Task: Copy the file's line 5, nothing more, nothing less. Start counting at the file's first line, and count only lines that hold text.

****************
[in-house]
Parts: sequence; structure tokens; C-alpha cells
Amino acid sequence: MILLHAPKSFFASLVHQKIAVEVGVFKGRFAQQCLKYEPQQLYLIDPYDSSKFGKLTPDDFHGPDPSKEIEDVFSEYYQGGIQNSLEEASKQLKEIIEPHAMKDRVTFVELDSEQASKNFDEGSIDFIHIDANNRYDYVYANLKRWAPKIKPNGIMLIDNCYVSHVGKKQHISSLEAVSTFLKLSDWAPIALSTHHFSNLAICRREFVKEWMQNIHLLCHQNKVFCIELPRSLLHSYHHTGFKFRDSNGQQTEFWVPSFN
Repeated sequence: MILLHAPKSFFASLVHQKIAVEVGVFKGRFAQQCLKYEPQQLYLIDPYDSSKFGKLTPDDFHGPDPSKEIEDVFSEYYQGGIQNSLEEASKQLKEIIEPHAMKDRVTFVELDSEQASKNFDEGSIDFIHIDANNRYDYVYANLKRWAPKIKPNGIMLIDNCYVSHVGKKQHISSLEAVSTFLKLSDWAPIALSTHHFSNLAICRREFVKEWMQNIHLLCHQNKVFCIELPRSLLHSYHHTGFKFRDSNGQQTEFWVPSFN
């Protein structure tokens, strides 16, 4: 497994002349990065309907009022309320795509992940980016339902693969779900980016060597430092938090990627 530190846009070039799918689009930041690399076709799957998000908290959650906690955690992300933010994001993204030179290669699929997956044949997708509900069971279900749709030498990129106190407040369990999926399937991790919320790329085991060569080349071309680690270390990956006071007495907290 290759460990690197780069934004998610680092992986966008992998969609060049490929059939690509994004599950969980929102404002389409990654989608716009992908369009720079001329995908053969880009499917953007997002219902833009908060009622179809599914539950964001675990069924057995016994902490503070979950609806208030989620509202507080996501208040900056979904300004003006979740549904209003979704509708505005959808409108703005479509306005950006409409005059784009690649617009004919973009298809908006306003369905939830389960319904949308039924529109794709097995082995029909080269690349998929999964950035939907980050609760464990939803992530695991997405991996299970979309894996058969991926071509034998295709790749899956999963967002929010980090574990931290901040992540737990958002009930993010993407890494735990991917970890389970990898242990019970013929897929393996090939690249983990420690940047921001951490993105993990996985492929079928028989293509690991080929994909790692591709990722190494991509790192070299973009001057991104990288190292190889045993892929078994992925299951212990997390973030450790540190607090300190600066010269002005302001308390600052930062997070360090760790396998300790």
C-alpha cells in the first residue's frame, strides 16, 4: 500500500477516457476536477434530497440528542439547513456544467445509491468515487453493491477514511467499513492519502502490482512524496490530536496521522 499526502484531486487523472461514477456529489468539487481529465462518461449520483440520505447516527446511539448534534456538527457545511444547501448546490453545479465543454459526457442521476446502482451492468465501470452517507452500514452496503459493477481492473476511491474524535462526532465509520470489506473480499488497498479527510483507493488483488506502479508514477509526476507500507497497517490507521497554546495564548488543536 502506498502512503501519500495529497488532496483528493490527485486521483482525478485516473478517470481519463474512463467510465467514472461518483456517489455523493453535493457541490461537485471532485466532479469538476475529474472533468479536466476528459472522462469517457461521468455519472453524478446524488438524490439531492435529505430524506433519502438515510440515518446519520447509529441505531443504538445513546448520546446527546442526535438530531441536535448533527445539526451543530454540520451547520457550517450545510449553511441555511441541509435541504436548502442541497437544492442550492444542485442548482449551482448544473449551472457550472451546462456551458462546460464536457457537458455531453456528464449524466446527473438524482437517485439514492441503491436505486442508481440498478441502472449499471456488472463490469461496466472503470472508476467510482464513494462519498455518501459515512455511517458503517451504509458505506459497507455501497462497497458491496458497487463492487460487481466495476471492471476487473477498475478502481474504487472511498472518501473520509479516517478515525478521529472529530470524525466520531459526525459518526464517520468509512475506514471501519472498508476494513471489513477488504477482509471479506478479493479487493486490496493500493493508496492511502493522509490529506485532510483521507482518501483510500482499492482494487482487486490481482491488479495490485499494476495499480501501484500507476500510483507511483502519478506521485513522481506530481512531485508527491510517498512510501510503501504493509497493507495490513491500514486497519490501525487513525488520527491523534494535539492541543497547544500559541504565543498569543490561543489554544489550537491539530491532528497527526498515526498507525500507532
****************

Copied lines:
């Protein structure tokens, strides 16, 4: 497994002349990065309907009022309320795509992940980016339902693969779900980016060597430092938090990627 530190846009070039799918689009930041690399076709799957998000908290959650906690955690992300933010994001993204030179290669699929997956044949997708509900069971279900749709030498990129106190407040369990999926399937991790919320790329085991060569080349071309680690270390990956006071007495907290 290759460990690197780069934004998610680092992986966008992998969609060049490929059939690509994004599950969980929102404002389409990654989608716009992908369009720079001329995908053969880009499917953007997002219902833009908060009622179809599914539950964001675990069924057995016994902490503070979950609806208030989620509202507080996501208040900056979904300004003006979740549904209003979704509708505005959808409108703005479509306005950006409409005059784009690649617009004919973009298809908006306003369905939830389960319904949308039924529109794709097995082995029909080269690349998929999964950035939907980050609760464990939803992530695991997405991996299970979309894996058969991926071509034998295709790749899956999963967002929010980090574990931290901040992540737990958002009930993010993407890494735990991917970890389970990898242990019970013929897929393996090939690249983990420690940047921001951490993105993990996985492929079928028989293509690991080929994909790692591709990722190494991509790192070299973009001057991104990288190292190889045993892929078994992925299951212990997390973030450790540190607090300190600066010269002005302001308390600052930062997070360090760790396998300790």